Senate, House approve tax plan CT lawmakers call disastrous for state
Updated at 1:15 a.m. with Senate vote.
Washington – With Vice President Mike Pence presiding, the Senate early Wednesday approved a massive tax overhaul on a strict party-line vote, deepening the partisan divide in Congress.
The Senate’s 51-48 vote on the tax plan followed the U.S. House’s approval on Tuesday. But the tax bill was not sent to the White House for President Trump’s signature.
Instead it was returned to the House for a second vote in that chamber on Wednesday because the legislation was changed in the Senate after the chamber’s parliamentarian ruled that three of its provisions violated Senate rules.
The Senate’s roll call had to be suspended several times as protesters in the visitor’s gallery erupted in shouts of “kill the bill” and provoked other disruptions.
Democrats called the massive tax overhaul a “scam” intent on making the wealthy, including Trump and GOP donors, richer. Not a single Democrat voted for the plan in either the House or Senate.
“It’s a tax scam with moral consequences in terms of inequality in this nation,” said Sen. Richard Blumenthal. “It tilts benefits in favor of the wealthiest and corporations who receive permanent tax cuts. It will hurt working families, students, public schools, firefighters, police officers, local governments, and sick people who receive nothing but crumbs by comparison.”
Sen. Chris Murphy called the tax package “essentially a ransom payment to big GOP donors who have demanded this all year long.”
Republican supporters of the new tax plan, which lowers the top corporate rate to 21 percent permanently and temporarily reduces rates on individual filers, said the plan would boost economic activity and leave more money in the pockets of working Americans. The legislation, which will affect every American business and household, is the largest change to the federal tax code since 1986.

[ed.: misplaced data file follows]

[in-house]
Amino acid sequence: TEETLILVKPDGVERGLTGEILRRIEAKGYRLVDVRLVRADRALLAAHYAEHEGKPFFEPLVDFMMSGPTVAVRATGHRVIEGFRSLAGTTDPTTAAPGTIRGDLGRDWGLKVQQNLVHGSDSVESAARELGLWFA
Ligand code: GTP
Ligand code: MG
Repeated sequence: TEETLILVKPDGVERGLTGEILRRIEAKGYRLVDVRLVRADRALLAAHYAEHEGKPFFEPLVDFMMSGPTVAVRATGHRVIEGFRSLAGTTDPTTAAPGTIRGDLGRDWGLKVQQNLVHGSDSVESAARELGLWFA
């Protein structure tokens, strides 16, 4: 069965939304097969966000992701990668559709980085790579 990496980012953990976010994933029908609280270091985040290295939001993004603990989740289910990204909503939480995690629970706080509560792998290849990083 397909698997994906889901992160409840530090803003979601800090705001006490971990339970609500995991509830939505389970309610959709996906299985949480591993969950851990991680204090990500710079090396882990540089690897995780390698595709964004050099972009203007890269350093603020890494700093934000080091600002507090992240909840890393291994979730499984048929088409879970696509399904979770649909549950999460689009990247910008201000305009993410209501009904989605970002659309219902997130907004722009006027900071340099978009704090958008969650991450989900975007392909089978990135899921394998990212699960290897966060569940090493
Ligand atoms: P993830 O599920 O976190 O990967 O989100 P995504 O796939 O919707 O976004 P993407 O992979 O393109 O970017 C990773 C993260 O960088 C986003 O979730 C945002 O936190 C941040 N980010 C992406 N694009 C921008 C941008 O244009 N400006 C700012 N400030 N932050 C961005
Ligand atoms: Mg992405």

“A lot has changes in this country in the past 30 years,” said Sen. John Thune, R.-S.D. “The one thing that hasn’t changed in this country is the tax code…Since President Reagan signed the last overhaul into law, our tax code has ballooned into an unwieldy, complex maze that costs American taxpayers an incredible amount of time and money and acts as a drag on economic growth and job creation.”
In the House, the bill was approved on a 227-203 vote.
“It’s going to be real bad for Connecticut,” said Rep. Jim Himes, D-4th District.
The tax bill limits the deductibility of state and property taxes paid to a total of $10,000 and limits the deductibility on the interest on new mortgages to those not larger than $750,000.
Himes said the tax bill would raise the cost of living in Connecticut and lower the values of homes in the state as popular deductions that made home ownership more attractive are curtailed.
Himes also predicted Congress would have to make changes to the bill in the future, because GOP predictions that economic activity will make up for the tax plan’s $1.5 trillion in unpaid cost will never originate true.
“There’s no doubt that in the next five or ten years we will have to repeal parts of the bill,” Himes said.